August 17, 2022

The Republican Senate Judiciary chief just slammed Trump’s call to “criminal” Putin

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Some leading Republicans, who have been docile as President Trump has violated many of the historic cardinal rules of conservatism – like keeping a lid on the national debt -have finally found something they are willing to criticize.


Trump’s call to congratulate Russian President Vladimir Putin on his reelection seems to be that one step too far.

Senate Judiciary Committee Chairman Chuck Grassley (R-IA) told reporters he would not have made that call to Putin.

“I think Putin is a criminal,” said Grassley, one of the Senate’s most consistently conservative members. 

“What he did in Georgia, what he did in Ukraine, what he did in Baltic, what he’s done in London poisoning people with active nerve gas, that’s a criminal act,” declared Grassley.

It wasn’t just that Trump called Putin against the counsel of his own national security advisors –  but it’s what he did not say that galled so many.

The American president did not bring up the complete lack of fairness in the recent Russian elections or the accusations from the British government that a Russian double agent living in England was just murdered with a deadly Russian nerve poison. 

Nor did he offer any words of criticism for the Russian interference in our 2016 elections – or their plans to do so again.

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Even Senate Majority Leder Mitch McConnell (R-Ky.), who seems willing to carry the water for any terrible idea or proposed legislation Trump puts forward, made what for him was a rebuke of the president.

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“When I look at a Russian election,” drawled McConnell, “what I see is a lack of credibility in tallying the results.” 

“I’m always reminded,” continued McConnell, “of the elections they used to have in almost every communist country where whoever the dictator was at the moment always got huge percentages of the vote.”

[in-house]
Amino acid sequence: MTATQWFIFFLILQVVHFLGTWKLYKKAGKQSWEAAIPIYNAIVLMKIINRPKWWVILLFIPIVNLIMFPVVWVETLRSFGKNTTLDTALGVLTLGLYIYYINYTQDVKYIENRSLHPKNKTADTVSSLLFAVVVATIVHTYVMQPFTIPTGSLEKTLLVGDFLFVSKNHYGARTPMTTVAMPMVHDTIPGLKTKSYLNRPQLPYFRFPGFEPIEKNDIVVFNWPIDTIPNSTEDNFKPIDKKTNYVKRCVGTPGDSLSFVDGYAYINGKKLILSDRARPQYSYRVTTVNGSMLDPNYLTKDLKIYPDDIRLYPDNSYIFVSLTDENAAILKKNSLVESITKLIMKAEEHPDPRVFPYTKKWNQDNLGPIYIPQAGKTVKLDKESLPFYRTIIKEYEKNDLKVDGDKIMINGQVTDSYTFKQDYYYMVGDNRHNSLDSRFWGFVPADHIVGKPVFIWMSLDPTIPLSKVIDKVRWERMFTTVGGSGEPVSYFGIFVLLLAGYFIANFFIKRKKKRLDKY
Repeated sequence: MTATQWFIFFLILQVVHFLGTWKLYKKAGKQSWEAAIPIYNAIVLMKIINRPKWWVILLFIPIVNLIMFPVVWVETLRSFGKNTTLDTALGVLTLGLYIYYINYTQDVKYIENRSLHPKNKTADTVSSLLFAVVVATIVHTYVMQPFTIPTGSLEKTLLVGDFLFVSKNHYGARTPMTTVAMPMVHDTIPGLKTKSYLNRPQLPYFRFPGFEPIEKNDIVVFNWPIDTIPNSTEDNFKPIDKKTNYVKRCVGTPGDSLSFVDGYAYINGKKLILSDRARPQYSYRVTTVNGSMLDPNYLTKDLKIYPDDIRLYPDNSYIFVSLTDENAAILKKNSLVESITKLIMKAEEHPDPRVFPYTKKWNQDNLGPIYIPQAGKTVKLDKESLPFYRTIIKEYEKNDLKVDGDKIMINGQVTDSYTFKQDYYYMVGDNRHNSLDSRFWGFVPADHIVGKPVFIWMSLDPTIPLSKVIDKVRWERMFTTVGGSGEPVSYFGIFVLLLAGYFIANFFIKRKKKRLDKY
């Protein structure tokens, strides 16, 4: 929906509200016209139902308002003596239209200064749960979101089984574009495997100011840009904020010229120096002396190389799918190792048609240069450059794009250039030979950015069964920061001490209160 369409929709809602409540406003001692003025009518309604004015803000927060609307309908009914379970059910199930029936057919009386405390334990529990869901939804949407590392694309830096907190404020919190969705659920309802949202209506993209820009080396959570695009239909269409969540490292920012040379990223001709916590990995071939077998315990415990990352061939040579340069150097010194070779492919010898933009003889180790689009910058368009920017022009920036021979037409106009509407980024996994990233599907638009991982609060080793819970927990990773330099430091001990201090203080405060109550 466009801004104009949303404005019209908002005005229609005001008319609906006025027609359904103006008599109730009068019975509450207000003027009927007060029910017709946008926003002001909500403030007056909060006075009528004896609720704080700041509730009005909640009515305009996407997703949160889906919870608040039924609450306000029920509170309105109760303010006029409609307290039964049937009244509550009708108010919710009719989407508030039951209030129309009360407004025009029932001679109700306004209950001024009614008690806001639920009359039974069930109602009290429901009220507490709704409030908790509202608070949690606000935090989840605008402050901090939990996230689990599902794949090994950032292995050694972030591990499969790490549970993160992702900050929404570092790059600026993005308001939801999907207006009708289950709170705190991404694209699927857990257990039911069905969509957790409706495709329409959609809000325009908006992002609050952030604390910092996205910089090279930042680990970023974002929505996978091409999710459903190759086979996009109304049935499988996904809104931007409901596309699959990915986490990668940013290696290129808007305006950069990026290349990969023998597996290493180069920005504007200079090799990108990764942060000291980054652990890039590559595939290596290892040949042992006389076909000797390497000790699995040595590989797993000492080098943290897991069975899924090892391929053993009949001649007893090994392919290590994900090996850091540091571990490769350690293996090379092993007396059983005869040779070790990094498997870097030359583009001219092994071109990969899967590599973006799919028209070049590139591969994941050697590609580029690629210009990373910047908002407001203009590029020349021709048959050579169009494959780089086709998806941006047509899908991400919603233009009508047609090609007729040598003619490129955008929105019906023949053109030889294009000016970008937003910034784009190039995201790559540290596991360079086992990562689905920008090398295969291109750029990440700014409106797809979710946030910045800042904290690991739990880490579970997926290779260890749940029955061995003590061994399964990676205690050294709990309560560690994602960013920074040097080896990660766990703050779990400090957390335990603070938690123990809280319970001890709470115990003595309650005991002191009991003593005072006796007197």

“So calling him,” added McConnell, “wouldn’t have been high on my list.”

Then McConnell being McConnell, he had to inject something to undermine his own mild admonition.

“The President,” said McConnell, “can call whomever he chooses.”

Of course, it was ailing Senator John McCain, who has been one of the few Republicans to criticize Trump when he deserves it, who emerged from his sickbed to speak truth to the most powerful executive in our government.

McCain, the Chairman of the Armed Services Committee, said in a statement: “An American president does not lead the free world by congratulating dictators on winning sham elections.”

Dating back to his presidential campaign, Trump has had a strange fixation on Putin, and for a time what seemed to be a kind of perverted idol worship for his authoritarian power.

As Russia has committed act after act in violation of international law, and Putin has been unashamedly obvious in his brutal suppression of his political opponents, the press and anyone who dares to stand against him, Trump has been forced to moderate his fanboy approach to Putin.

However,  his call this week, as Grassley would even have to admit, was a sign that Trump still is not on the right side of the American democratic values when it comes to Putin –  or ultimately of history. 

Benjamin Locke

Benjamin Locke is a retired college professor with an undergraduate degree in Industrial Labor and Relations from Cornell University and an MBA from the European School of Management.

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